I don't read business books to get ideas about business strategy. I read history. Throughout history, human beings have confronted change. Some were overwhelmed by change, some adapted to change, while others exploited change to create new ways of living.
In 1919, Major Dwight Eisenhower led a convoy of Army vehicles across the United States which, due to bad and even non-existent roads, averaged a little more than 5 miles an hour. This experience, combined with using German autobahns during World War II, convinced Eisenhower that high speed roads were needed to link the U.S. Thus, in 1956, Eisenhower (now President of the U.S.) signed the Federal Aid Highway Act, creating the Interstate Highway System.
As the highways were being built, Sam Walton looked at the state of the retail industry in terms of what was changing in transportation. Walton realized that trucks on reliable highways could substitute for warehouse capacity. If he could get information about what his stores were doing to a centralized location, that location could have a supplier deliver a truck with sufficient quantities to update the inventory for multiple stores.
Before Walton changed everything with Walmart, retailers contracted with warehouses, or even maintained their own warehouses, that received railcars of inventory. Inventory dribbled out of the warehouse to the stores, meaning both warehouses and stores frequently ended up with stale inventory. One of the major forces in Walmart's growth was building an infrastructure that allowed inventory arriving from the supplier to be "cross-docked"; that is, inventory was unloaded from the supplier's truck directly onto trucks headed for Walmart stores. The velocity at which the inventory moved from supplier to the store meant more inventory turns (the number of times inventory is depleted and replaced), meaning Walmart's sunk costs in stale inventory decreased, meaning the volume of orders to suppliers increased, meaning Walmart was able to negotiate better pricing. This is one of the virtuous feedback cycles that led to Walmart's dominance.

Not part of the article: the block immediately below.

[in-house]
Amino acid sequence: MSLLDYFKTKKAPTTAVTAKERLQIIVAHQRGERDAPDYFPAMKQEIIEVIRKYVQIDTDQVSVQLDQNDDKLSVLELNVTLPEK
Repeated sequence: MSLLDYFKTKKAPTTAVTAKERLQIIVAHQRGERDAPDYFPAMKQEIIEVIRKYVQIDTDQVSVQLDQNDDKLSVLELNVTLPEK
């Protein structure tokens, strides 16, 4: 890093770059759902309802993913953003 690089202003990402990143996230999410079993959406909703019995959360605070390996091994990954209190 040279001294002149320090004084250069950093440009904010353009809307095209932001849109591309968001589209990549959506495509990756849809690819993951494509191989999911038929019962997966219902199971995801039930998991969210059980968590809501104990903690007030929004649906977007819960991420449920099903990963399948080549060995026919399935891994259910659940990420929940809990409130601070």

We are in a similar position when looking at the new world of cloud computing. Like the Interstate Highway System, some things are obvious: we don't have to build data centers, we are renting capacity, and overall it's a little cheaper to run our systems in the cloud versus in a data center. I call that adapting to change. Exploiting change is very different.
As highways were built, companies sent their trucks on the new roadways and reaped the benefits of smooth roads that got their trucks to their destinations faster. They adapted happily. The first Walmart opened in 1962; it took a change-exploiter like Sam Walton to realize what could be done if he restructured the whole retail supply chain, creating a pipeline from the supplier all the way to the store.
The first question you should ask when moving to the cloud is, "What systems can I turn off?"
In 2016, it should be obvious that you cannot exploit the cloud unless you are willing to commit to changes of this magnitude. One obvious change is to reallocate your IT infrastructure to save money.